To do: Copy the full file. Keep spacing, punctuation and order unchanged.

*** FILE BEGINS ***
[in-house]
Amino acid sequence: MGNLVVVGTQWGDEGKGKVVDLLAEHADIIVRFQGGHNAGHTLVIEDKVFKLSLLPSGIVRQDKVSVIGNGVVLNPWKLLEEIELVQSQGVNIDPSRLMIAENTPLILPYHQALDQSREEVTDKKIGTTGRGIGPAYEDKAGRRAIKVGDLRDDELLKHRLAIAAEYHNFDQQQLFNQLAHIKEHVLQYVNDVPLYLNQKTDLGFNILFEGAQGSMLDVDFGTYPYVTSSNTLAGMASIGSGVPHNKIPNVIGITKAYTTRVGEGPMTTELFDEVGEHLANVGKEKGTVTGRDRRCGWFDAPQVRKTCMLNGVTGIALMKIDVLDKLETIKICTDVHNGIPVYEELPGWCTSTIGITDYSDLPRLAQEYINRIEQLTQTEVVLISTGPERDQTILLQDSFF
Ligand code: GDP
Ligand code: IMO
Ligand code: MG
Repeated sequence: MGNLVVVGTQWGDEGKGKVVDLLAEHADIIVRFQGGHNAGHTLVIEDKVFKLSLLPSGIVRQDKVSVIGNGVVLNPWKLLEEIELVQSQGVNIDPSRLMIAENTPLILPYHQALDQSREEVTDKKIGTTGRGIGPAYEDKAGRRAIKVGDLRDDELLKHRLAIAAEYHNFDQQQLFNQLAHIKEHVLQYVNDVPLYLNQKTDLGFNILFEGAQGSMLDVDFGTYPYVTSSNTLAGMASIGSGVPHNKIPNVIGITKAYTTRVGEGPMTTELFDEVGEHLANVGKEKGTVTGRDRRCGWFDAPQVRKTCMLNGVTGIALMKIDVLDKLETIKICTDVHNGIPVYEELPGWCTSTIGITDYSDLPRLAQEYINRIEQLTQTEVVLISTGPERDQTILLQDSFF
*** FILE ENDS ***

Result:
[in-house]
Amino acid sequence: MGNLVVVGTQWGDEGKGKVVDLLAEHADIIVRFQGGHNAGHTLVIEDKVFKLSLLPSGIVRQDKVSVIGNGVVLNPWKLLEEIELVQSQGVNIDPSRLMIAENTPLILPYHQALDQSREEVTDKKIGTTGRGIGPAYEDKAGRRAIKVGDLRDDELLKHRLAIAAEYHNFDQQQLFNQLAHIKEHVLQYVNDVPLYLNQKTDLGFNILFEGAQGSMLDVDFGTYPYVTSSNTLAGMASIGSGVPHNKIPNVIGITKAYTTRVGEGPMTTELFDEVGEHLANVGKEKGTVTGRDRRCGWFDAPQVRKTCMLNGVTGIALMKIDVLDKLETIKICTDVHNGIPVYEELPGWCTSTIGITDYSDLPRLAQEYINRIEQLTQTEVVLISTGPERDQTILLQDSFF
Ligand code: GDP
Ligand code: IMO
Ligand code: MG
Repeated sequence: MGNLVVVGTQWGDEGKGKVVDLLAEHADIIVRFQGGHNAGHTLVIEDKVFKLSLLPSGIVRQDKVSVIGNGVVLNPWKLLEEIELVQSQGVNIDPSRLMIAENTPLILPYHQALDQSREEVTDKKIGTTGRGIGPAYEDKAGRRAIKVGDLRDDELLKHRLAIAAEYHNFDQQQLFNQLAHIKEHVLQYVNDVPLYLNQKTDLGFNILFEGAQGSMLDVDFGTYPYVTSSNTLAGMASIGSGVPHNKIPNVIGITKAYTTRVGEGPMTTELFDEVGEHLANVGKEKGTVTGRDRRCGWFDAPQVRKTCMLNGVTGIALMKIDVLDKLETIKICTDVHNGIPVYEELPGWCTSTIGITDYSDLPRLAQEYINRIEQLTQTEVVLISTGPERDQTILLQDSFF